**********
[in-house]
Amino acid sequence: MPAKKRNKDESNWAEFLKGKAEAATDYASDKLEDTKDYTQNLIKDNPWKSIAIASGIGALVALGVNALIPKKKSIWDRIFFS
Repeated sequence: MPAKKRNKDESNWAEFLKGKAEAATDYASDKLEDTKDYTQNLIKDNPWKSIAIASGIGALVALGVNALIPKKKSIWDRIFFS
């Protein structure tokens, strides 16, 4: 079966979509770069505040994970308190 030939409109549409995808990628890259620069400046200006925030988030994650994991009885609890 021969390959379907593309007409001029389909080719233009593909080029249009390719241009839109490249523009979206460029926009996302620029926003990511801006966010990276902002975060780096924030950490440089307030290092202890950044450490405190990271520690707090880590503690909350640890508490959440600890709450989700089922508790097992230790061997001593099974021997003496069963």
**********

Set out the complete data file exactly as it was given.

[in-house]
Amino acid sequence: MPAKKRNKDESNWAEFLKGKAEAATDYASDKLEDTKDYTQNLIKDNPWKSIAIASGIGALVALGVNALIPKKKSIWDRIFFS
Repeated sequence: MPAKKRNKDESNWAEFLKGKAEAATDYASDKLEDTKDYTQNLIKDNPWKSIAIASGIGALVALGVNALIPKKKSIWDRIFFS
């Protein structure tokens, strides 16, 4: 079966979509770069505040994970308190 030939409109549409995808990628890259620069400046200006925030988030994650994991009885609890 021969390959379907593309007409001029389909080719233009593909080029249009390719241009839109490249523009979206460029926009996302620029926003990511801006966010990276902002975060780096924030950490440089307030290092202890950044450490405190990271520690707090880590503690909350640890508490959440600890709450989700089922508790097992230790061997001593099974021997003496069963």